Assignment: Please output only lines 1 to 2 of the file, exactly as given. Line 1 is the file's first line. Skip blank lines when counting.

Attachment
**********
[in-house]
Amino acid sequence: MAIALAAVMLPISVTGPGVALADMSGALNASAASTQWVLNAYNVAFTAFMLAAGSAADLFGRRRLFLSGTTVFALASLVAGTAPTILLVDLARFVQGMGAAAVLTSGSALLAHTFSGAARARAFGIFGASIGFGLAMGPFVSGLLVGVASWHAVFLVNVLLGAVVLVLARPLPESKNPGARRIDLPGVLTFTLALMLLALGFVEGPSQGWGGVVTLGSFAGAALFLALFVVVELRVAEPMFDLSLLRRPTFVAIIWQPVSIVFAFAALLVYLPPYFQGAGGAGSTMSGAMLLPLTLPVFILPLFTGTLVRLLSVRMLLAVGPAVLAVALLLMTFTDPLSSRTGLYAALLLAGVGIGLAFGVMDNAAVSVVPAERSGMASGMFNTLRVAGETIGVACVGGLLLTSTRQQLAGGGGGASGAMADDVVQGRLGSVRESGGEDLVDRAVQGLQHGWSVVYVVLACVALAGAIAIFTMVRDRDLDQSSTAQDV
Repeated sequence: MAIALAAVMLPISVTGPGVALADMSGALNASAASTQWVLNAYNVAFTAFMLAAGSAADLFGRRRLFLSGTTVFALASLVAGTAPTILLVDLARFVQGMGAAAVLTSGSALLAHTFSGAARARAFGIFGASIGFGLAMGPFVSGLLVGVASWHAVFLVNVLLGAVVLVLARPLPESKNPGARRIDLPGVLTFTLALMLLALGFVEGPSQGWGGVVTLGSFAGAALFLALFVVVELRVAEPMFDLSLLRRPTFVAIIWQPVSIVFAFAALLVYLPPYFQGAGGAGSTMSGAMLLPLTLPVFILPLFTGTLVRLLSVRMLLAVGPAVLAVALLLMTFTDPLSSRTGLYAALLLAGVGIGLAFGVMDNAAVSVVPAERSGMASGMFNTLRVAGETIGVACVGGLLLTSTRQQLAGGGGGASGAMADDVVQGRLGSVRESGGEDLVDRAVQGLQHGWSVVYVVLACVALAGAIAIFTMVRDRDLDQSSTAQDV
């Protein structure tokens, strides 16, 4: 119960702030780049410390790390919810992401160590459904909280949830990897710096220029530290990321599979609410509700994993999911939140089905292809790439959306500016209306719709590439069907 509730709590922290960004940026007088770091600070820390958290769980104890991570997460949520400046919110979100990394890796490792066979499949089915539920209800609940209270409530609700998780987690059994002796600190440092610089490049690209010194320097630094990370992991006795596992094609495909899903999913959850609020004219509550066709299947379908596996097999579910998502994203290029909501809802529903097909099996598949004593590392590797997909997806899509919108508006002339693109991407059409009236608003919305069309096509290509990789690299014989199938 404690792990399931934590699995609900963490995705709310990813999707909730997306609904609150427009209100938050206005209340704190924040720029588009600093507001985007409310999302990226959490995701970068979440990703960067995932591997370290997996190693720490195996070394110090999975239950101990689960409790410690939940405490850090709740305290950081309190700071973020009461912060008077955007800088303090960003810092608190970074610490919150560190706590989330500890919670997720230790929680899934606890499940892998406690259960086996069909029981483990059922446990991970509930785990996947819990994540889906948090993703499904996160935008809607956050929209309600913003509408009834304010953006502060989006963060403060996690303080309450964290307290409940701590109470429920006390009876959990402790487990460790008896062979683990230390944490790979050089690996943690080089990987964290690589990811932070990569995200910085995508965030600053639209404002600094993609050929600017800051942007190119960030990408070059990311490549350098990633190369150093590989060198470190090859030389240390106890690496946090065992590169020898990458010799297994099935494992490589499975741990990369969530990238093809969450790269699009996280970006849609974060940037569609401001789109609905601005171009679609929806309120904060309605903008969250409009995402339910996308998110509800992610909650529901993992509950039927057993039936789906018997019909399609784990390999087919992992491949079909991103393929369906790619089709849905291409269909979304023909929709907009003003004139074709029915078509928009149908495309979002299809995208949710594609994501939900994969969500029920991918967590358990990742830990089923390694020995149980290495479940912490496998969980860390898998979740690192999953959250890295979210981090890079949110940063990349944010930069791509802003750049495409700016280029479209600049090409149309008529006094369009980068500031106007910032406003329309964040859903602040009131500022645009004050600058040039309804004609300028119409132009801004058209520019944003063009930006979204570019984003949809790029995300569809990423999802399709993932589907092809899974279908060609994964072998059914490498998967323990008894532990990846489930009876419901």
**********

[in-house]
Amino acid sequence: MAIALAAVMLPISVTGPGVALADMSGALNASAASTQWVLNAYNVAFTAFMLAAGSAADLFGRRRLFLSGTTVFALASLVAGTAPTILLVDLARFVQGMGAAAVLTSGSALLAHTFSGAARARAFGIFGASIGFGLAMGPFVSGLLVGVASWHAVFLVNVLLGAVVLVLARPLPESKNPGARRIDLPGVLTFTLALMLLALGFVEGPSQGWGGVVTLGSFAGAALFLALFVVVELRVAEPMFDLSLLRRPTFVAIIWQPVSIVFAFAALLVYLPPYFQGAGGAGSTMSGAMLLPLTLPVFILPLFTGTLVRLLSVRMLLAVGPAVLAVALLLMTFTDPLSSRTGLYAALLLAGVGIGLAFGVMDNAAVSVVPAERSGMASGMFNTLRVAGETIGVACVGGLLLTSTRQQLAGGGGGASGAMADDVVQGRLGSVRESGGEDLVDRAVQGLQHGWSVVYVVLACVALAGAIAIFTMVRDRDLDQSSTAQDV